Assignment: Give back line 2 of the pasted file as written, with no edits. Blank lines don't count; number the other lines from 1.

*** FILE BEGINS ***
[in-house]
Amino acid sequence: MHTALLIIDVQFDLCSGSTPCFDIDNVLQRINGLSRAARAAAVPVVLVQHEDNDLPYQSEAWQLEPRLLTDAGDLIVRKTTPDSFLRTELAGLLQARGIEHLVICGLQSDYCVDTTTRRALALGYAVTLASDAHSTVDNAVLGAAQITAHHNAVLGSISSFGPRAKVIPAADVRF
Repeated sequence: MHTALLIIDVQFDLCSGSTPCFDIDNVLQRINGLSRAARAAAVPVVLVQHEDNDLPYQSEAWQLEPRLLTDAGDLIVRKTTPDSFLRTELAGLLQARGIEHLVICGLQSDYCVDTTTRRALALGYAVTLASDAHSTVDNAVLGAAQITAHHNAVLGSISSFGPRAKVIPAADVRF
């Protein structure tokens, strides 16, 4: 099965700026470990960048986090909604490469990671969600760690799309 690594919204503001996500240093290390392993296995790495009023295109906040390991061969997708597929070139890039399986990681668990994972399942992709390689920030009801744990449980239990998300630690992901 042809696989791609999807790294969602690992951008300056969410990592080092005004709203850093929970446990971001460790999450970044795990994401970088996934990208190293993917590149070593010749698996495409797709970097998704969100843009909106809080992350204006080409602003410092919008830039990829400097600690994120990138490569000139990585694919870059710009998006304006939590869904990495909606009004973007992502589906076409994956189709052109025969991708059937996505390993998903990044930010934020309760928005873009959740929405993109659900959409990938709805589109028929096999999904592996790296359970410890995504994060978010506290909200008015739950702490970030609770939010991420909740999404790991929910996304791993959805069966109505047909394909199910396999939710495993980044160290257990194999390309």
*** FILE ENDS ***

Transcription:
Amino acid sequence: MHTALLIIDVQFDLCSGSTPCFDIDNVLQRINGLSRAARAAAVPVVLVQHEDNDLPYQSEAWQLEPRLLTDAGDLIVRKTTPDSFLRTELAGLLQARGIEHLVICGLQSDYCVDTTTRRALALGYAVTLASDAHSTVDNAVLGAAQITAHHNAVLGSISSFGPRAKVIPAADVRF